Nothing to crow about!

The Farmer's WifeNovember 09, 2020

Did you know?

You do not need a rooster to have chicken eggs. Hens will lay eggs regardless of whether a rooster is around or not. A rooster’s job is the fertilization of those eggs.

Fun fact...

The rooster is the only bird in the Chinese Zodiac Calendar. The Year of the Rooster (2017) will rack up 384 days and actually 13 lunar months!

Have you ever wondered why you don't see rooster available for sale alongside chicken, duck and turkey? Well wonder no more...

The history of the rooster

In 1927, when a Japanese poultry specialist unveiled the vent method for determining the sex of day old chicks, the chicken industry was changed forever. As farmers discovered they could sort the roosters out of their flock, they concentrated on rearing hens only, as a hen produces more meat with a milder flavour. The poor roosters were despatched at birth. To this day, our commercial egg farms, kill day old roosters, focusing only on providing hens to our farmers.

Hapi, The Farmer, also recalls times growing up in Tonga when he would venture out with his father at night to cull the native rooster population. Hens were too valuable providing daily eggs – roosters were what fed the family from time to time.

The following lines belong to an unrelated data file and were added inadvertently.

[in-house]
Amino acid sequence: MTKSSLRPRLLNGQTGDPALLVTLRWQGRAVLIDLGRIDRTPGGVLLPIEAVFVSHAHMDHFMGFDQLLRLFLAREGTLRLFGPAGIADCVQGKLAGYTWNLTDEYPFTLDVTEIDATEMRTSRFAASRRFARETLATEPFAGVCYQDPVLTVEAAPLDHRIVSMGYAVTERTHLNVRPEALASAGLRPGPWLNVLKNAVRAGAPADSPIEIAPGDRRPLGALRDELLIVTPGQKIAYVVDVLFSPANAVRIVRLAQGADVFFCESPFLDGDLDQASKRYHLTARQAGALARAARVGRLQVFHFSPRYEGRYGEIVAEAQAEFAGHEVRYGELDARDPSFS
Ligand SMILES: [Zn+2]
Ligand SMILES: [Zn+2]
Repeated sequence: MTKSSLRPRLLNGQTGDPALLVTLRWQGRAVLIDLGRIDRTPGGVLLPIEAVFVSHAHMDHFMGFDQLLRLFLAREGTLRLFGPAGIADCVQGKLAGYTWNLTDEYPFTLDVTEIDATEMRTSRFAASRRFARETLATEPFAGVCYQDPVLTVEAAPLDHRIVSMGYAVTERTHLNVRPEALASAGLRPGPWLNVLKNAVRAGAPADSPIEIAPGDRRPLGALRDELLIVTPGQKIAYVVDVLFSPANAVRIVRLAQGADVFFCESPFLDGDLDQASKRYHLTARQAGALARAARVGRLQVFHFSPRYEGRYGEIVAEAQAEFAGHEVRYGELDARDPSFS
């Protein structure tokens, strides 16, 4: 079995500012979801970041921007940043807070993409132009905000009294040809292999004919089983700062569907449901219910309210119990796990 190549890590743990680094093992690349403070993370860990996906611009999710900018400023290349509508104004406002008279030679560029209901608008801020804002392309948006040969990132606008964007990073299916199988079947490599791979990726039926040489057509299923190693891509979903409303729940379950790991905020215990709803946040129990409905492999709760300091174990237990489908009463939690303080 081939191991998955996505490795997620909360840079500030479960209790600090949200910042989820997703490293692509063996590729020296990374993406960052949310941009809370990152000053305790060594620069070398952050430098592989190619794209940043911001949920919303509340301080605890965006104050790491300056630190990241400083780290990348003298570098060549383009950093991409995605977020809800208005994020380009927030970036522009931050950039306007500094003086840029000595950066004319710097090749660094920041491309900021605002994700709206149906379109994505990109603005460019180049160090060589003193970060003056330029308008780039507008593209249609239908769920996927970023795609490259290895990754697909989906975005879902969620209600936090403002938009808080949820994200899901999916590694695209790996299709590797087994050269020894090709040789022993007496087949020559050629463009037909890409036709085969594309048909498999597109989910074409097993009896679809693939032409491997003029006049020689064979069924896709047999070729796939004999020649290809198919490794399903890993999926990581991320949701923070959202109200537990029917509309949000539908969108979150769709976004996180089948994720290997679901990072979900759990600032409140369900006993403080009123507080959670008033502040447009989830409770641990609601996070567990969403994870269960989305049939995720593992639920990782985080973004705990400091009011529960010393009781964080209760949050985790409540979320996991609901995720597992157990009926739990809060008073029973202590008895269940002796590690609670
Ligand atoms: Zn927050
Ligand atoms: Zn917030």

A longer, happier rooster life

R&R Roosters are a bright light on the roosters' horizon! Concentrating on raising roosters saved from the commercial egg farms, they now rear them as a table bird in the west of Sydney.

The roosters are lovingly cared for on a sprawling farm where they freely roam. Whilst these birds eventually meet their demise to feed us, they are given a chance to experience more than a day's life, and a happy one to boot.

We recently partnered with R&R Roosters to offer you their roosters by pre-order online. This means the roosters are only supplied if and when an order is placed, no mass supply for the sake of making freezers look full and inviting. We chose the pre-order option to gain a fair balance between happy roosters and happy customers.

Bringing rooster back to the table 

Rooster was once a prized food, and for some cultures the preferred bird. In France, Coq Au Vin is a stew traditionally made with rooster. With a leaner meat, and gamier flavour, rooster lends itself to stews and braises, along with bolder flavours.

Merryn Brettle, super foodie and loyal Field To Feaster, shows us her version of Coq Au Vin using our fresh produce.

Photos courtesy of Merryn Brettle.

Here is a wonderful rooster recipe that you could try at home

Coq au vin, the traditional French recipe makes good use of the rooster's flavourful meat in a slow cooked braise with a deep winey gravy. Gourmet traveller has been one of my favourite sources for exceptional recipes...and even though I have not had a chance to cook this recipe, it should turn out deliciously good.


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